Trail rehabilitation project delayed on North Maroon Peak
A major trail rehabilitation project on North Maroon Peak will be put on hold this summer because of funding issues, the executive director of the Colorado Fourteeners Initiative said last week.
Lloyd Athearn said he is hopeful the planned work on North Maroon will start in 2012, with a separate project on Maroon Peak picking up the following year.
“In my mind, it’s not a question of if we’re going to do this project but when,” he said. “It remains a top priority.”
Colorado Fourteeners Initiative (CFI) is a nonprofit organization that builds awareness about the ecological damage caused by the explosion of hiking and climbing on the state’s 54 peaks over 14,000 feet, and repairs that damage. Since 1994, it has rebuilt trails in more sustainable ways or rerouted trails to minimize environmental degradation. Two major projects are usually undertaken per summer, with crews camping near the work sites. Two other “roving” crews take on separate projects. The work is prioritized with the help of U.S. Forest Service officials.
In summer 2011, CFI planned to expand its scope with three projects requiring fixed crews. It aimed to tackle projects on North Maroon, Mount of the Holy Cross and Mount Yale. The funding isn’t available to tackle that aggressive of a schedule.
“It seemed like it was going to be a bit much to do all three of those projects,” Athearn said. “We’d have to make some pretty colossal leaps of faith about the funding coming through.”
The Maroon Bells project is expensive. Two years of work on North Maroon is estimated to cost $286,000. An additional year of work on Maroon Peak would boost the total cost of the projects to about $415,000, he said.
CFI collected some of its largest donations from individual contributors in 2010 despite the tougher economic times, Athearn said. But grants from the government and foundations are in question.
The CFI staff decided to reduce the work schedule, and the Bells project was the most logical to postpone.
North Maroon Peak is currently CFI’s highest priority for work, and Maroon Peak is the second highest among a survey of 16 peaks where work still must be undertaken, according to CFI reports.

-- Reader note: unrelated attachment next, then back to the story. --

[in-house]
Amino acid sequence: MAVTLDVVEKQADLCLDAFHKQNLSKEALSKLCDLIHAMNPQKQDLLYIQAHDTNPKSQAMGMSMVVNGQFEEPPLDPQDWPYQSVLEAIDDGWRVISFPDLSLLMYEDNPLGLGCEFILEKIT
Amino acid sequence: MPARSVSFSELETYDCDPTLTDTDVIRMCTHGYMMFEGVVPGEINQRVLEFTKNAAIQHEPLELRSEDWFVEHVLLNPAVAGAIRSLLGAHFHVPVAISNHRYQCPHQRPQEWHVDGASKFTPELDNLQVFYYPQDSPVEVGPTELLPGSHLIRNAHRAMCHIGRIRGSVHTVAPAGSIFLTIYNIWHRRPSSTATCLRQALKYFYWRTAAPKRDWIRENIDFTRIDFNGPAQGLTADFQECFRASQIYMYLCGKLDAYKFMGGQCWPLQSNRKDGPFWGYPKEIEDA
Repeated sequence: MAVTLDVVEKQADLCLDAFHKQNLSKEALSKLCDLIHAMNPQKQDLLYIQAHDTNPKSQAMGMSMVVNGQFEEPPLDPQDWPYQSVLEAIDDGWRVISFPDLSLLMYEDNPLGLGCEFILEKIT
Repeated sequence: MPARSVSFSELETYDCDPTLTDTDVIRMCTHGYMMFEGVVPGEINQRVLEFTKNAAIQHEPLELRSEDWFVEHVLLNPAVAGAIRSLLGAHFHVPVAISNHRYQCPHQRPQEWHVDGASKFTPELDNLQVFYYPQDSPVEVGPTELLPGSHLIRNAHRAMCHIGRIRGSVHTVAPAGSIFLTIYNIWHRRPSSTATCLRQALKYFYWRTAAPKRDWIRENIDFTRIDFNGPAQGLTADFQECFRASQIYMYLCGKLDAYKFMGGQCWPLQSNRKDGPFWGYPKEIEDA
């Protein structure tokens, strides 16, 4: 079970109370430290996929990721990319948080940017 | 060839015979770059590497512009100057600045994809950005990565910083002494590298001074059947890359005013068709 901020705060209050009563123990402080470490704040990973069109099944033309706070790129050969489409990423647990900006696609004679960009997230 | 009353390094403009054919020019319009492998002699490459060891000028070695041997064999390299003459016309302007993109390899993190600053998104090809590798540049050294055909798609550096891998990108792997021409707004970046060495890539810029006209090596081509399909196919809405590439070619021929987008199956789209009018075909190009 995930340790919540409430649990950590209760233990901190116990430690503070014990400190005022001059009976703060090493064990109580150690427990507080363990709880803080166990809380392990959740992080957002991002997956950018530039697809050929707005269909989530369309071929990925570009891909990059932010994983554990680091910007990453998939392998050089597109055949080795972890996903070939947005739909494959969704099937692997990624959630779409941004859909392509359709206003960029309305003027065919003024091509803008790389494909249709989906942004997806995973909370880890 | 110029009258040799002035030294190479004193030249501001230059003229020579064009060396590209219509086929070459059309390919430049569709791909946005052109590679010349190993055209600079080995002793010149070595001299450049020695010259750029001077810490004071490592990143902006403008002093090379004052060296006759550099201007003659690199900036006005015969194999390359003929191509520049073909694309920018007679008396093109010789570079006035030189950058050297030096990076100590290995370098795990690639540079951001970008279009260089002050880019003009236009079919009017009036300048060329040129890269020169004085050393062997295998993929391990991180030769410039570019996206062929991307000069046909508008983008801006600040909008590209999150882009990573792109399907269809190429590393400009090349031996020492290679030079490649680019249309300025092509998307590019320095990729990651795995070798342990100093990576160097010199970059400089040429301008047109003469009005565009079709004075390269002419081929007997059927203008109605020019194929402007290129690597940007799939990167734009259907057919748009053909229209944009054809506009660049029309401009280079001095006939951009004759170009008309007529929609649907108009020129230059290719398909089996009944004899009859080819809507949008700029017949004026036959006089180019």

A CFI project description says North Maroon is a “top priority for trail reconstruction and terrain restoration due to the significant natural resource impacts it is experiencing, as well as the increasing rate of change.”
The North Maroon Peak ascent is one of the most difficult and dangerous of the big peaks, so that limits activity to between five and 10 climbers per day during the heart of summer, according to CFI’s monitoring program. Nevertheless, the trail is ripe for damage.
“Steep terrain, highly erosive soils, and wet conditions due to late-season snow patches on north-facing exposures contribute to significant environmental impacts,” CFI’s material said.
That is a concern because a botanical survey found three plants never before found on a 14er: moschatel, northern hollyfern and harp dandelion, a native, “non-weedy” variety, the report said. In addition, rare plants have been found, such as Leadville milkvetch and green spleenwort.
The proposal for North Maroon is to target a one-mile stretch of trail after the ascent trail splits from the Maroon-Snowmass Trail. One main trail would be delineated through that stretch, and other social trails would be closed and revegetated.
“Trail delineation work will use native materials to build rock staircases, check steps, retaining walls and other trail features to stabilize the steep and loose soils, narrow trail width to between 12 and 18 inches – depending upon the side slope – and provide for needed drainage,” the description said.
Trail work would be too dangerous and “futile” because of falling rock beyond a rock glacier that marks the start of a more technical climb, the report said.
Maroon Peak also sees relatively light use, but environmental conditions boosted its rank as a priority.
“Maroon Peak is a high priority for route construction and terrain restoration work due to the presence of rare and unique alpine plants that currently are unprotected against recreational damage,” CFI’s project description said.
Athearn said CFI is approaching the Maroon Bells work like a government or business would view a capital improvement campaign: It will proceed when the funds are secured.
He hopes to attract funding from the Roaring Fork Valley, since the Bells are in Aspen’s back yard. There is potential for fundraising throughout the U.S. for all CFI projects because the 14ers are a popular destination for people across the country, he said.
The view of the Maroon peaks from Maroon Lake is one of the most photographed in Colorado and possibly the most photographed on national forest lands, Athearn noted. That makes him confident that funds for stewardship projects can be found.
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